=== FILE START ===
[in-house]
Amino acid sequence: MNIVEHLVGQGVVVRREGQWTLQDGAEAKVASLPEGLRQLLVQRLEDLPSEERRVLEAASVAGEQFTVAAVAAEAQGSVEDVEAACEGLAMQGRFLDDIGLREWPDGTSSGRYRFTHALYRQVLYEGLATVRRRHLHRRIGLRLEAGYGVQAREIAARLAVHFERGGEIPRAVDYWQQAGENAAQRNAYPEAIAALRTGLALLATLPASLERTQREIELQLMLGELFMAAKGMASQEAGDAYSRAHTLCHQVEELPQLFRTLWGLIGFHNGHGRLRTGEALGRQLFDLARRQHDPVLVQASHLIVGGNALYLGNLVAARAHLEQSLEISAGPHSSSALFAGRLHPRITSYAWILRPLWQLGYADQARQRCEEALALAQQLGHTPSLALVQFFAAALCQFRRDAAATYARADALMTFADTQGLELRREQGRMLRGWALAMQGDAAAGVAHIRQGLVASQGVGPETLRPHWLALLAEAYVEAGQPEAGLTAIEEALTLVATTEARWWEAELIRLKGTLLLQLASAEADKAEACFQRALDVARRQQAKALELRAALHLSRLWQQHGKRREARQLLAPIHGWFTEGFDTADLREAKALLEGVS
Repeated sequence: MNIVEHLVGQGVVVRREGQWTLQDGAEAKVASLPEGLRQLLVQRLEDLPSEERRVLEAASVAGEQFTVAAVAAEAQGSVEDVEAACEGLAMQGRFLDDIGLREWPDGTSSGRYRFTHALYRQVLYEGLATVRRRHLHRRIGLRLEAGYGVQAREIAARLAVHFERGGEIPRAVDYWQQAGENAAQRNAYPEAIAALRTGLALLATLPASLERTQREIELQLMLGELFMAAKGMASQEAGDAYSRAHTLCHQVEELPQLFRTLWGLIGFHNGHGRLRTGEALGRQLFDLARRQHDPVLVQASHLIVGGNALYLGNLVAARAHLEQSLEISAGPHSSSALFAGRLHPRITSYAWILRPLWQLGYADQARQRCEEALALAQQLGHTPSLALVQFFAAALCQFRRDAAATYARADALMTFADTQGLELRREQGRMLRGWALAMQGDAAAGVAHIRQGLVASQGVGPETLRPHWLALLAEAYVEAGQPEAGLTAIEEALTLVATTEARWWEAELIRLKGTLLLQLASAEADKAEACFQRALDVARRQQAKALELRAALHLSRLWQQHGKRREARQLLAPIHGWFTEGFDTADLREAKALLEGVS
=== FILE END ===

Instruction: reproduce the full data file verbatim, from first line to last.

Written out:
[in-house]
Amino acid sequence: MNIVEHLVGQGVVVRREGQWTLQDGAEAKVASLPEGLRQLLVQRLEDLPSEERRVLEAASVAGEQFTVAAVAAEAQGSVEDVEAACEGLAMQGRFLDDIGLREWPDGTSSGRYRFTHALYRQVLYEGLATVRRRHLHRRIGLRLEAGYGVQAREIAARLAVHFERGGEIPRAVDYWQQAGENAAQRNAYPEAIAALRTGLALLATLPASLERTQREIELQLMLGELFMAAKGMASQEAGDAYSRAHTLCHQVEELPQLFRTLWGLIGFHNGHGRLRTGEALGRQLFDLARRQHDPVLVQASHLIVGGNALYLGNLVAARAHLEQSLEISAGPHSSSALFAGRLHPRITSYAWILRPLWQLGYADQARQRCEEALALAQQLGHTPSLALVQFFAAALCQFRRDAAATYARADALMTFADTQGLELRREQGRMLRGWALAMQGDAAAGVAHIRQGLVASQGVGPETLRPHWLALLAEAYVEAGQPEAGLTAIEEALTLVATTEARWWEAELIRLKGTLLLQLASAEADKAEACFQRALDVARRQQAKALELRAALHLSRLWQQHGKRREARQLLAPIHGWFTEGFDTADLREAKALLEGVS
Repeated sequence: MNIVEHLVGQGVVVRREGQWTLQDGAEAKVASLPEGLRQLLVQRLEDLPSEERRVLEAASVAGEQFTVAAVAAEAQGSVEDVEAACEGLAMQGRFLDDIGLREWPDGTSSGRYRFTHALYRQVLYEGLATVRRRHLHRRIGLRLEAGYGVQAREIAARLAVHFERGGEIPRAVDYWQQAGENAAQRNAYPEAIAALRTGLALLATLPASLERTQREIELQLMLGELFMAAKGMASQEAGDAYSRAHTLCHQVEELPQLFRTLWGLIGFHNGHGRLRTGEALGRQLFDLARRQHDPVLVQASHLIVGGNALYLGNLVAARAHLEQSLEISAGPHSSSALFAGRLHPRITSYAWILRPLWQLGYADQARQRCEEALALAQQLGHTPSLALVQFFAAALCQFRRDAAATYARADALMTFADTQGLELRREQGRMLRGWALAMQGDAAAGVAHIRQGLVASQGVGPETLRPHWLALLAEAYVEAGQPEAGLTAIEEALTLVATTEARWWEAELIRLKGTLLLQLASAEADKAEACFQRALDVARRQQAKALELRAALHLSRLWQQHGKRREARQLLAPIHGWFTEGFDTADLREAKALLEGVS